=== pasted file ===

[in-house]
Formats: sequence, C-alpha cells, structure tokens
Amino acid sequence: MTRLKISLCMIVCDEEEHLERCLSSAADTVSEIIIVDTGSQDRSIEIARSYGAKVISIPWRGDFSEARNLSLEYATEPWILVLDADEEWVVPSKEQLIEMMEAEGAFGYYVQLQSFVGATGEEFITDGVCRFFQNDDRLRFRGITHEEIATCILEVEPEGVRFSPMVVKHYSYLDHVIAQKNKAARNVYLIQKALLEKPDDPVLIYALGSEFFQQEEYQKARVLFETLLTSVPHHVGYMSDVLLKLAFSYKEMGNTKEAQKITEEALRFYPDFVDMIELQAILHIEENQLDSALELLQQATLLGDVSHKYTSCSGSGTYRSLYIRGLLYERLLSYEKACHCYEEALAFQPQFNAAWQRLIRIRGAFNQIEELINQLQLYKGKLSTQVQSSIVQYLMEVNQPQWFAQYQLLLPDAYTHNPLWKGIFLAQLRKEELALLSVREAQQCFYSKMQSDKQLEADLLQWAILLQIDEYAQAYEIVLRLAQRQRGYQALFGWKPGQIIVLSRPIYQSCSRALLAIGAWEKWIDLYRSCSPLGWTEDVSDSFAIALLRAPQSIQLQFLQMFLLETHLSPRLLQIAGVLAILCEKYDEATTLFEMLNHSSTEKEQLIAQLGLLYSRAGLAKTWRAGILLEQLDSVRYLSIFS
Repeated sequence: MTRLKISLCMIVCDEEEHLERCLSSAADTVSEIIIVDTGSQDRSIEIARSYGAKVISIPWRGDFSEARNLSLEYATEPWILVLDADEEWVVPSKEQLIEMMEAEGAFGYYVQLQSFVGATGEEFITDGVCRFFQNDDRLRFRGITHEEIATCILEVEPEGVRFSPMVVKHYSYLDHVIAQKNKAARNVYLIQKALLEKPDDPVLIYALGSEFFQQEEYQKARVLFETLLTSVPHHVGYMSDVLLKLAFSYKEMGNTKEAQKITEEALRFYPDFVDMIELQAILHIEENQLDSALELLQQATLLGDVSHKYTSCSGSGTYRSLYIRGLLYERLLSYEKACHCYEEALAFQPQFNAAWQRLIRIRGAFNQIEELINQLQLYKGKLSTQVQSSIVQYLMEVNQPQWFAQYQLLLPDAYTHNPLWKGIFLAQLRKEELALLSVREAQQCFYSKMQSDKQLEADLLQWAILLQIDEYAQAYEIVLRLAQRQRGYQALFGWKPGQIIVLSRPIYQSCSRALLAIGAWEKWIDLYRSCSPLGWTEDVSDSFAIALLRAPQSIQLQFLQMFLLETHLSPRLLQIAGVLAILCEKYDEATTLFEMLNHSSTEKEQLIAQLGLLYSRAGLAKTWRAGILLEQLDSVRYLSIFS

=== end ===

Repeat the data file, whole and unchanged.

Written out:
[in-house]
Formats: sequence, C-alpha cells, structure tokens
Amino acid sequence: MTRLKISLCMIVCDEEEHLERCLSSAADTVSEIIIVDTGSQDRSIEIARSYGAKVISIPWRGDFSEARNLSLEYATEPWILVLDADEEWVVPSKEQLIEMMEAEGAFGYYVQLQSFVGATGEEFITDGVCRFFQNDDRLRFRGITHEEIATCILEVEPEGVRFSPMVVKHYSYLDHVIAQKNKAARNVYLIQKALLEKPDDPVLIYALGSEFFQQEEYQKARVLFETLLTSVPHHVGYMSDVLLKLAFSYKEMGNTKEAQKITEEALRFYPDFVDMIELQAILHIEENQLDSALELLQQATLLGDVSHKYTSCSGSGTYRSLYIRGLLYERLLSYEKACHCYEEALAFQPQFNAAWQRLIRIRGAFNQIEELINQLQLYKGKLSTQVQSSIVQYLMEVNQPQWFAQYQLLLPDAYTHNPLWKGIFLAQLRKEELALLSVREAQQCFYSKMQSDKQLEADLLQWAILLQIDEYAQAYEIVLRLAQRQRGYQALFGWKPGQIIVLSRPIYQSCSRALLAIGAWEKWIDLYRSCSPLGWTEDVSDSFAIALLRAPQSIQLQFLQMFLLETHLSPRLLQIAGVLAILCEKYDEATTLFEMLNHSSTEKEQLIAQLGLLYSRAGLAKTWRAGILLEQLDSVRYLSIFS
Repeated sequence: MTRLKISLCMIVCDEEEHLERCLSSAADTVSEIIIVDTGSQDRSIEIARSYGAKVISIPWRGDFSEARNLSLEYATEPWILVLDADEEWVVPSKEQLIEMMEAEGAFGYYVQLQSFVGATGEEFITDGVCRFFQNDDRLRFRGITHEEIATCILEVEPEGVRFSPMVVKHYSYLDHVIAQKNKAARNVYLIQKALLEKPDDPVLIYALGSEFFQQEEYQKARVLFETLLTSVPHHVGYMSDVLLKLAFSYKEMGNTKEAQKITEEALRFYPDFVDMIELQAILHIEENQLDSALELLQQATLLGDVSHKYTSCSGSGTYRSLYIRGLLYERLLSYEKACHCYEEALAFQPQFNAAWQRLIRIRGAFNQIEELINQLQLYKGKLSTQVQSSIVQYLMEVNQPQWFAQYQLLLPDAYTHNPLWKGIFLAQLRKEELALLSVREAQQCFYSKMQSDKQLEADLLQWAILLQIDEYAQAYEIVLRLAQRQRGYQALFGWKPGQIIVLSRPIYQSCSRALLAIGAWEKWIDLYRSCSPLGWTEDVSDSFAIALLRAPQSIQLQFLQMFLLETHLSPRLLQIAGVLAILCEKYDEATTLFEMLNHSSTEKEQLIAQLGLLYSRAGLAKTWRAGILLEQLDSVRYLSIFS